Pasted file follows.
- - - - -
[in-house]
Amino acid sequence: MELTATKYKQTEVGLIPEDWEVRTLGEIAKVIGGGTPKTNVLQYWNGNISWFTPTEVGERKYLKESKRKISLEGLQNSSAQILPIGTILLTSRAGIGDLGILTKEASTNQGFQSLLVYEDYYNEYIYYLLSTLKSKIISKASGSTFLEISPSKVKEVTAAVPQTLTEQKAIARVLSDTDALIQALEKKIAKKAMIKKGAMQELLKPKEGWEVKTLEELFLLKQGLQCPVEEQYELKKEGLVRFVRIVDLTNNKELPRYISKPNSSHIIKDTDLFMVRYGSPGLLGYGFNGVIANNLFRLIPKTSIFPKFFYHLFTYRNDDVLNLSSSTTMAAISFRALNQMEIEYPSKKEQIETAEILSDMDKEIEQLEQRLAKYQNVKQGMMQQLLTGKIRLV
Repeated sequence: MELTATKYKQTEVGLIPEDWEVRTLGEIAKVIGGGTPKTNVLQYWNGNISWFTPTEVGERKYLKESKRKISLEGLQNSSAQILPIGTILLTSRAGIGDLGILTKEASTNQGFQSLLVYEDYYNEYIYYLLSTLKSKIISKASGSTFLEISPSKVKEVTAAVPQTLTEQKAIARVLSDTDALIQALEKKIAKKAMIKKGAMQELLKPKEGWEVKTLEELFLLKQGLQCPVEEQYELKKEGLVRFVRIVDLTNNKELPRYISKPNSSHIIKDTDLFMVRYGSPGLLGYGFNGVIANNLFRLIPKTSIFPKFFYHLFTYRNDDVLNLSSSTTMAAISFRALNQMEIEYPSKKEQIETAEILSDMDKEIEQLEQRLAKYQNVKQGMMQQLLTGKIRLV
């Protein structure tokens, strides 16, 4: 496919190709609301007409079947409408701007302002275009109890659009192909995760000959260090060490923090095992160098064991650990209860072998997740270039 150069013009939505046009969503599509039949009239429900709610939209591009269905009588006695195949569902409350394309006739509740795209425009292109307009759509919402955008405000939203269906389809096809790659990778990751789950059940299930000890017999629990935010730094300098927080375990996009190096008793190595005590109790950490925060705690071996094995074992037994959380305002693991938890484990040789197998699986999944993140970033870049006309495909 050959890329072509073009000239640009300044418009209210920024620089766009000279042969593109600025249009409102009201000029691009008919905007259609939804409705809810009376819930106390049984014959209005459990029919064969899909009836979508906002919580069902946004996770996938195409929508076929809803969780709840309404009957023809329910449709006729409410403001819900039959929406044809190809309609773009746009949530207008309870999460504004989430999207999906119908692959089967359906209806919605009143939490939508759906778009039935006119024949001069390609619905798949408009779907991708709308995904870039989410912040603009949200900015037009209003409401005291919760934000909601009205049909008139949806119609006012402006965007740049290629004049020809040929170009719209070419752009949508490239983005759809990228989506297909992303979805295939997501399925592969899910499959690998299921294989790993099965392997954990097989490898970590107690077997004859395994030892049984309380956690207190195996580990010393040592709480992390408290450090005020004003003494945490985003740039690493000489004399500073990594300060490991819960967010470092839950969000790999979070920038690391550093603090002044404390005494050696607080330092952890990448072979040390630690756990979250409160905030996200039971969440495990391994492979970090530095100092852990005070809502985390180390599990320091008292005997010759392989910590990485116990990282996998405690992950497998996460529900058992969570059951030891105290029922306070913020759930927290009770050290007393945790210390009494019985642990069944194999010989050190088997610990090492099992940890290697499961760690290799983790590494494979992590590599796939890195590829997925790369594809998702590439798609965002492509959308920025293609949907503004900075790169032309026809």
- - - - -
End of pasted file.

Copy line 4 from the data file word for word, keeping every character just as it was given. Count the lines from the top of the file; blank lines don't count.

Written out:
């Protein structure tokens, strides 16, 4: 496919190709609301007409079947409408701007302002275009109890659009192909995760000959260090060490923090095992160098064991650990209860072998997740270039 150069013009939505046009969503599509039949009239429900709610939209591009269905009588006695195949569902409350394309006739509740795209425009292109307009759509919402955008405000939203269906389809096809790659990778990751789950059940299930000890017999629990935010730094300098927080375990996009190096008793190595005590109790950490925060705690071996094995074992037994959380305002693991938890484990040789197998699986999944993140970033870049006309495909 050959890329072509073009000239640009300044418009209210920024620089766009000279042969593109600025249009409102009201000029691009008919905007259609939804409705809810009376819930106390049984014959209005459990029919064969899909009836979508906002919580069902946004996770996938195409929508076929809803969780709840309404009957023809329910449709006729409410403001819900039959929406044809190809309609773009746009949530207008309870999460504004989430999207999906119908692959089967359906209806919605009143939490939508759906778009039935006119024949001069390609619905798949408009779907991708709308995904870039989410912040603009949200900015037009209003409401005291919760934000909601009205049909008139949806119609006012402006965007740049290629004049020809040929170009719209070419752009949508490239983005759809990228989506297909992303979805295939997501399925592969899910499959690998299921294989790993099965392997954990097989490898970590107690077997004859395994030892049984309380956690207190195996580990010393040592709480992390408290450090005020004003003494945490985003740039690493000489004399500073990594300060490991819960967010470092839950969000790999979070920038690391550093603090002044404390005494050696607080330092952890990448072979040390630690756990979250409160905030996200039971969440495990391994492979970090530095100092852990005070809502985390180390599990320091008292005997010759392989910590990485116990990282996998405690992950497998996460529900058992969570059951030891105290029922306070913020759930927290009770050290007393945790210390009494019985642990069944194999010989050190088997610990090492099992940890290697499961760690290799983790590494494979992590590599796939890195590829997925790369594809998702590439798609965002492509959308920025293609949907503004900075790169032309026809």